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    Yosemite

    National Park California

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  • Road Closures Due to El Portal Fire

    The Big Oak Flat Road between Crane Flat and the El Portal Road is temporarily closed. There is no access to Yosemite Valley via the Big Oak Flat Road or Highway 120. Tioga Road is open and accessible via Big Oak Flat and Tioga Pass Entrances. More »

  • Campground Closures Due to Fire

    Crane Flat, Bridalveil Creek, and Yosemite Creek Campgrounds are temporarily closed. More »

  • Yosemite National Park is Open

    Yosemite Valley, Glacier Point, and Wawona/Mariposa Grove areas are open and accessible via Highways 140 and 41. Tioga Road is not accessible via Highways 140 and 41 due to a fire.

Wildlife and Other Sightings: Robber Fly & Bumble Bee, plus the Tuolumne Area Butterfly Count

August 18, 2012 Posted by: BW – Mather District Volunteer Interpretive Ranger

Robber Fly and Bumble Bee
Family Asilidae and Bombus sp.
 
Robber Fly vs. Bumble Bee

July 29, 2012

This little drama was seen playing out on the Yosemite Creek Trail last week. A robber fly and a bumble bee were wrestling in the trail. The robber fly preys on other insects, usually attacking in the air. Long strong legs, lined with stiff hairs, allow the robber fly to form a cage around its prey, making escape very difficult. After it has captured prey, the robber fly injects it with saliva filled with enzymes that paralyze and digest the bodily contents. This robber fly soon had access to a bumble bee smoothie for lunch!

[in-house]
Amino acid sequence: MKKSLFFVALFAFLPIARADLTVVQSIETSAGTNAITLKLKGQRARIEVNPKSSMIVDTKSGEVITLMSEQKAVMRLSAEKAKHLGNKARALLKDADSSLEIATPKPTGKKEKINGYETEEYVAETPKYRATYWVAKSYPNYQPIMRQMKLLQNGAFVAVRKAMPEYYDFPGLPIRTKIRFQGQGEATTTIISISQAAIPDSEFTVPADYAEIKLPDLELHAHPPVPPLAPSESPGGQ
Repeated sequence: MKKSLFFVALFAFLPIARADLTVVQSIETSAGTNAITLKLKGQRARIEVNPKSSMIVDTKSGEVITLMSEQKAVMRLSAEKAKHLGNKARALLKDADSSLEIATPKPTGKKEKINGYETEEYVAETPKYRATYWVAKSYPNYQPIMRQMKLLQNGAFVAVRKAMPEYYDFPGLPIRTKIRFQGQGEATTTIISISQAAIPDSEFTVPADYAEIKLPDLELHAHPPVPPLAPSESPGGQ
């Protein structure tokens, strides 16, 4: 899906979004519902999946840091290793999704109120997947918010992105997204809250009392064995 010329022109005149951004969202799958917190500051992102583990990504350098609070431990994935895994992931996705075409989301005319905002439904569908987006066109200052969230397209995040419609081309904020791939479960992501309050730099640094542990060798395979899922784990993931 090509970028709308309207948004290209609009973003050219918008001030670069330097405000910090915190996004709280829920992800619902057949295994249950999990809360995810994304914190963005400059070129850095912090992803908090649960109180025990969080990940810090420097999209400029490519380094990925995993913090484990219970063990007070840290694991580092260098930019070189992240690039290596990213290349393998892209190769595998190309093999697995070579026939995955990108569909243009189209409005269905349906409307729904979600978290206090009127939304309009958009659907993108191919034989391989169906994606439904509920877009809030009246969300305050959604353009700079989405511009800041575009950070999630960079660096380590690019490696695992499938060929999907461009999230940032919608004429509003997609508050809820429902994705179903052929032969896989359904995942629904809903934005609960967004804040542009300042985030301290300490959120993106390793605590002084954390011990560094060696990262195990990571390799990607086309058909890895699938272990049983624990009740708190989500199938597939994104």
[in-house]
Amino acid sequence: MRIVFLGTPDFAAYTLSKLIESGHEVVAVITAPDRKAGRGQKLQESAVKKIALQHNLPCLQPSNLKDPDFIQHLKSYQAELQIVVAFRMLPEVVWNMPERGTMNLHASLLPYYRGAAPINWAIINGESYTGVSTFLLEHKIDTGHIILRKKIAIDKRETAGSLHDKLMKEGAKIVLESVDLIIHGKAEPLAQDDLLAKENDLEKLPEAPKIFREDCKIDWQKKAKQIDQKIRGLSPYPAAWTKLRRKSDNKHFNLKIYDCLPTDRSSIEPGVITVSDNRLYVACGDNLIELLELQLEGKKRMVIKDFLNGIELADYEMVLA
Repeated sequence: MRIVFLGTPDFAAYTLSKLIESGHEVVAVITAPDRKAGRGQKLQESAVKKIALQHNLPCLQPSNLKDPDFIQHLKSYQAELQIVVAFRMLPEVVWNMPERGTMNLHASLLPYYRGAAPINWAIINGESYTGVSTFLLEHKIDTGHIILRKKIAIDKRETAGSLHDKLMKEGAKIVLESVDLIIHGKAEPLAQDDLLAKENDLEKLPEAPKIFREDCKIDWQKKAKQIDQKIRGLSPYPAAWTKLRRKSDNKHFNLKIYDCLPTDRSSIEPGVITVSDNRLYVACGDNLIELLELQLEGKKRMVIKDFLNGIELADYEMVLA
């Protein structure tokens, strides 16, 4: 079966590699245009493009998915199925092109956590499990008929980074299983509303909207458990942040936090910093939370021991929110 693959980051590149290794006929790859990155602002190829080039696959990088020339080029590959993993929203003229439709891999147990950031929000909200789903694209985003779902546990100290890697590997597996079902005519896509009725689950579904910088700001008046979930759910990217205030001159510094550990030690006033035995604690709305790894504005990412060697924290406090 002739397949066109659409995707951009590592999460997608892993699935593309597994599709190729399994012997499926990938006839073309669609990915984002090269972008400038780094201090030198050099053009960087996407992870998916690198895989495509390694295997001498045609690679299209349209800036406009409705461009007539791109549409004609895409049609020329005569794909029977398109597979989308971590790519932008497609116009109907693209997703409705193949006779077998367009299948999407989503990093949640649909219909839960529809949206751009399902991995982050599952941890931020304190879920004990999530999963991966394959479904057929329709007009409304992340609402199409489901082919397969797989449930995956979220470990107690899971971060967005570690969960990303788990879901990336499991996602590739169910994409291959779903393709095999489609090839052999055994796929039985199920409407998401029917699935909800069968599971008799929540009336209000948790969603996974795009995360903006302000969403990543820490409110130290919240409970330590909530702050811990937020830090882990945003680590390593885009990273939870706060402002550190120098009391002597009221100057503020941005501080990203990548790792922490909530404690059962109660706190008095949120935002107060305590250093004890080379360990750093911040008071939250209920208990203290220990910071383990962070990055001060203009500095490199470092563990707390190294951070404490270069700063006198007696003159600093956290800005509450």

Tuolumne Area Butterfly Count
    
Checkerspot  Female Melissa Blue


Fritillaries on Asteracae  Lustrous Copper

Small Wood Nymphs

July 30, 2012

A group of dedicated local naturalists recently headed out into Yosemite with binoculars and butterfly books. They were counting alpine butterflies in and around the Tuolumne area. The count, which was registered with the North American Butterfly Association (NABA), was a compilation of all butterflies observed at sites within a 15-mile diameter count circle in a one-day period. The count circle for Yosemite was centered on the Tioga Pass, which allowed for counting butterflies on both the east and west side of the Sierra Nevada Mountains. NABA analyzes the data collected during these counts and publishes an annual report that provides a tremendous amount of information about the geographical distribution and relative population sizes of the species counted. Last year there were 427 counts across the United States.  

Most of the butterflies seen in Yosemite were Blues, Fritillaries, and Coppers, but 46 species total were identified during the count. Pictured butterflies from the count are:

Checkerspot (Euphydryas sp.) - top left
Melissa Blue (Lycaeides melissa) - top right
Fritillary (Speyeria sp.) - middle left
Lustrous Copper (Lycaena cupreus) - middle right
Small Wood Nymph (Cercyonis oetus) - bottom

wildlife




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Visitor crossing Tioga Road near trailhead

The Tioga Road is the highest trans-sierra route in California, crossing Tioga Pass at 9,945 feet in elevation. More...